New Study Examines Revisions to PTSD Diagnosis Criteria

There are several criteria that must be met for an individual to receive a clinical diagnosis of post-traumatic stress (PTSD). According to the current version of the Diagnostic and Statistical Manual for Mental Disorders (DSM-IV), an individual must have experienced or witnessed a threat of death or injury to himself/herself or someone else, and this event must elicit responses of helplessness, intense fear, or horror. The DSM-V intends to remove these criteria based on evidence that these reactions to the described events do not necessarily predict the development of PTSD. However, some researchers and mental health professionals believe that the reactions of helplessness, fear, and horror are more predictive of PTSD than the traumatic experience itself.

To determine how each of these criteria influence PTSD, Patricia K. Kerig of the Department of Psychology at the University of Utah recently conducted a study that examined all of these symptoms in 555 juvenile offenders who had been exposed to trauma. The adolescents were evaluated for symptom severity and the presence of the three criteria. Kerig found that there was a direct relationship between feelings of helplessness and PTSD. She also discovered that confusion and disorganized behavior, often seen as peritraumatic symptoms, were more strongly associated with PTSD than the symptoms of fear and horror.

The study also identified a distinction between how the female survivors expressed peritraumatic symptoms when compared to the male survivors. With respect to numbing, the male participants demonstrated numbing reactions through helplessness, while the female participants used dissociation as a method of numbing. Kerig believes that because women often experience trauma at the hands of family members, dissociation could be their way of protecting their attachment to their abuser. This study shows that there are a number of ways in which individuals express PTSD and that these manifestations can vary by age, gender and experience. “Therefore, these results suggest the importance of continuing to develop developmentally sensitive and empirically based indices of PTSD in young people,” Kerig said.

Kerig, P. K., Bennett, D. C. (2012). Beyond fear, helplessness, and horror: Peritraumatic reactions associated with posttraumatic stress symptoms among traumatized delinquent youth. Psychological Trauma: Theory, Research, Practice, and Policy. Advance online publication. doi: 10.1037/a0029609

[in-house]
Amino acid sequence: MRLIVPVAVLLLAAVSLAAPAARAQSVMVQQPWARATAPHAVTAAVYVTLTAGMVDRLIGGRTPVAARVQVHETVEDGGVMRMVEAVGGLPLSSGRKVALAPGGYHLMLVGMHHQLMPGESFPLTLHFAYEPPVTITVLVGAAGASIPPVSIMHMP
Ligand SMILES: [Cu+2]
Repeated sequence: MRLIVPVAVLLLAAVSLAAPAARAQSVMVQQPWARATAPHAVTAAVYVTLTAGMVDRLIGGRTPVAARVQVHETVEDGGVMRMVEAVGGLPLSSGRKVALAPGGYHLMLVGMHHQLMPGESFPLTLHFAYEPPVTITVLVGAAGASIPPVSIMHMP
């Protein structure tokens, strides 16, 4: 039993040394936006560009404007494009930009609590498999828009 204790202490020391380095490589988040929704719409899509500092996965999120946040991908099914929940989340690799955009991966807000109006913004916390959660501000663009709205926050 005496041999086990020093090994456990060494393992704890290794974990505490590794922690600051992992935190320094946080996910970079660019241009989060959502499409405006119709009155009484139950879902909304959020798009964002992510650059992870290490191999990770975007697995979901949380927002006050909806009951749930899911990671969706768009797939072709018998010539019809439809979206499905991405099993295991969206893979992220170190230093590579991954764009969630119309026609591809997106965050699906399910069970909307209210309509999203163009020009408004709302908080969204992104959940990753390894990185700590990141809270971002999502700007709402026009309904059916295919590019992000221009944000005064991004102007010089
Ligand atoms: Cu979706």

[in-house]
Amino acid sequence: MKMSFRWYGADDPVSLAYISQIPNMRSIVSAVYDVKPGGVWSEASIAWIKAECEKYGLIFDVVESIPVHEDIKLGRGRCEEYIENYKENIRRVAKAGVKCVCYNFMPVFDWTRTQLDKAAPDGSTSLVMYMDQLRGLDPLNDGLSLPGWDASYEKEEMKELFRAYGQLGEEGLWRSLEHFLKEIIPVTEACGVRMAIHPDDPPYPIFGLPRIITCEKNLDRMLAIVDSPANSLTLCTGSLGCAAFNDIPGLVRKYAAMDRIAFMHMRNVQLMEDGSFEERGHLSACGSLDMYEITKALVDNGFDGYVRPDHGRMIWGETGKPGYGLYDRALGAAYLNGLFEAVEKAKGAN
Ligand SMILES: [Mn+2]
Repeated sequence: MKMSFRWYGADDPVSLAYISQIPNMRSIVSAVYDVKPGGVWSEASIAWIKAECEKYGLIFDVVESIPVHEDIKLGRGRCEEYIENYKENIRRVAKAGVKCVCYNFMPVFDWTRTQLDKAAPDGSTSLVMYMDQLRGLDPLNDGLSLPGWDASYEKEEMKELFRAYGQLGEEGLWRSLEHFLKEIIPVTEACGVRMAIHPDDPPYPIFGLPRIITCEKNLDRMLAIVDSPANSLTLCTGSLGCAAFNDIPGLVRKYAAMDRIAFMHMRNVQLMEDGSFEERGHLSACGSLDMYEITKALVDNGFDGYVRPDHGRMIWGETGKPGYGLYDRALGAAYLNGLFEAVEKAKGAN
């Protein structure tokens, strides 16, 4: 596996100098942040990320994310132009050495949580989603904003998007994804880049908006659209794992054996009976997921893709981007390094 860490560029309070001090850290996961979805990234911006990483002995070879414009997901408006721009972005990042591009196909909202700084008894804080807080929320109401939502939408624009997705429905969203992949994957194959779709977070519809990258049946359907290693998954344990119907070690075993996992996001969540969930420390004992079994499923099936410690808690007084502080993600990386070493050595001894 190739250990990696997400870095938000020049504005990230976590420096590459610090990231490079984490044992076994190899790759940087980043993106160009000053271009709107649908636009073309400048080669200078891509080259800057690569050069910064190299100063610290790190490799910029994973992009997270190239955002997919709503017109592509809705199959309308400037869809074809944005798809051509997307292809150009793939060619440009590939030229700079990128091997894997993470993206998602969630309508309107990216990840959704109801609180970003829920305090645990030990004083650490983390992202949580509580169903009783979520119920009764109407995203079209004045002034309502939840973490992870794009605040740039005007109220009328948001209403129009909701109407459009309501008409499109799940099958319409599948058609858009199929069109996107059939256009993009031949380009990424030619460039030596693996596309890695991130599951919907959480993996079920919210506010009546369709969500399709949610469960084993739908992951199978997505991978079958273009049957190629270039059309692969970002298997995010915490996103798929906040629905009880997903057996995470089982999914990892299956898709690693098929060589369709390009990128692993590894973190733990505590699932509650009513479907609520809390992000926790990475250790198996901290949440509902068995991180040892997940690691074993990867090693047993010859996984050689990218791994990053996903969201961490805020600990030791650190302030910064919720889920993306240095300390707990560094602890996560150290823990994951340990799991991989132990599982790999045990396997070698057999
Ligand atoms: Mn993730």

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  • Paul


    September 8th, 2012 at 5:12 AM

    I have noticed that it seems there will be many changes in diagnosis criteria for certian mental illnesses within the next diagnosis manual. Why all the changes if there is still serious disagreement over what actually constitutes the symptoms? Whom makes the decisions about what actually goes to print and if the majority of providers don’t like it, do you expect a huge uproar?

  • jose


    September 8th, 2012 at 9:41 AM

    well,Paul, there will always be revisions as we get to know more and more of the disorder and also as we understand its implications better.what may trigger ptsd in one person does not have to be present in everybody else to label the,m as having ptsd, you know.Different things could cause trauma in different individuals and as broad a definition we have the better it will be to identify potential at-risk clients.

  • Holli


    September 9th, 2012 at 5:13 AM

    I am no expert but wouldn’t the very term PTSD indicate that there at least has to have been some kind of traumatic stress to bring on those feelings?

  • Jesse


    September 9th, 2012 at 1:38 PM

    Its best to base the diagnostic criteria on research,studies like these,and also real world cases.that’s cause there is no concrete list that can be told to be definitive for any disorder its just the way we are built!

  • Reese


    September 10th, 2012 at 4:04 AM

    if this opens up the diagnosis to be more inclusive and therefore get more people help, how could that be bad?



    September 10th, 2012 at 12:28 PM

    I am extremely sure these new revisions would help>Even as a lay person I can tell that trauma is not cause only due to witnessing a traumatic event.why,it could strike just by hearing some horrible news you know!the shock factor is what matters more in this case for trauma.and witnessing an event is not necessary at all.

  • Rudy


    September 12th, 2012 at 4:44 AM

    As long as patients continue to receive proper diagnosis and care, then I think that continual revisions and updates can be important.

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Title   Content   Author is not intended to be a substitute for professional advice, diagnosis, medical treatment, or therapy. Always seek the advice of your physician or qualified mental health provider with any questions you may have regarding any mental health symptom or medical condition. Never disregard professional psychological or medical advice nor delay in seeking professional advice or treatment because of something you have read on